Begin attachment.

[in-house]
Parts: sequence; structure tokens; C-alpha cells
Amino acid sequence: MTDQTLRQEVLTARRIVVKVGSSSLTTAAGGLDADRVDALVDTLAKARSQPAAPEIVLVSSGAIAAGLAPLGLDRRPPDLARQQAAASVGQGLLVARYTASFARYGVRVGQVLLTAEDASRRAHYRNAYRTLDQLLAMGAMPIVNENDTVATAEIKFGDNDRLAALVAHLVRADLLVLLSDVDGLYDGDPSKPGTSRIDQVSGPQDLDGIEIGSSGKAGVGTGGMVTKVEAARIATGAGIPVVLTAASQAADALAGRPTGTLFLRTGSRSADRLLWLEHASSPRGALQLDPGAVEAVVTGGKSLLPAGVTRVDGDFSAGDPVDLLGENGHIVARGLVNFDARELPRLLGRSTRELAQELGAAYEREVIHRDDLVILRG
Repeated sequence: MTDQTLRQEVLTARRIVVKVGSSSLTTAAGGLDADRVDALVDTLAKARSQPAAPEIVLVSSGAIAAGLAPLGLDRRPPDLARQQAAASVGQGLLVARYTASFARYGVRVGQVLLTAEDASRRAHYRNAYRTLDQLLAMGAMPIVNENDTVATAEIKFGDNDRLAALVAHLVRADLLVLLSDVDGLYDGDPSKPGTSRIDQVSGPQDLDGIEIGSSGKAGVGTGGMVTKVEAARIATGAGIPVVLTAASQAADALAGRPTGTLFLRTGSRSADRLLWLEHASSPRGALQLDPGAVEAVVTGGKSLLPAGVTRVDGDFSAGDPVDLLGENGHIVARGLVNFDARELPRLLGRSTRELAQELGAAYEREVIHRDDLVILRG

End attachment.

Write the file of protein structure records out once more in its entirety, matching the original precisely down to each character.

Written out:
[in-house]
Parts: sequence; structure tokens; C-alpha cells
Amino acid sequence: MTDQTLRQEVLTARRIVVKVGSSSLTTAAGGLDADRVDALVDTLAKARSQPAAPEIVLVSSGAIAAGLAPLGLDRRPPDLARQQAAASVGQGLLVARYTASFARYGVRVGQVLLTAEDASRRAHYRNAYRTLDQLLAMGAMPIVNENDTVATAEIKFGDNDRLAALVAHLVRADLLVLLSDVDGLYDGDPSKPGTSRIDQVSGPQDLDGIEIGSSGKAGVGTGGMVTKVEAARIATGAGIPVVLTAASQAADALAGRPTGTLFLRTGSRSADRLLWLEHASSPRGALQLDPGAVEAVVTGGKSLLPAGVTRVDGDFSAGDPVDLLGENGHIVARGLVNFDARELPRLLGRSTRELAQELGAAYEREVIHRDDLVILRG
Repeated sequence: MTDQTLRQEVLTARRIVVKVGSSSLTTAAGGLDADRVDALVDTLAKARSQPAAPEIVLVSSGAIAAGLAPLGLDRRPPDLARQQAAASVGQGLLVARYTASFARYGVRVGQVLLTAEDASRRAHYRNAYRTLDQLLAMGAMPIVNENDTVATAEIKFGDNDRLAALVAHLVRADLLVLLSDVDGLYDGDPSKPGTSRIDQVSGPQDLDGIEIGSSGKAGVGTGGMVTKVEAARIATGAGIPVVLTAASQAADALAGRPTGTLFLRTGSRSADRLLWLEHASSPRGALQLDPGAVEAVVTGGKSLLPAGVTRVDGDFSAGDPVDLLGENGHIVARGLVNFDARELPRLLGRSTRELAQELGAAYEREVIHRDDLVILRG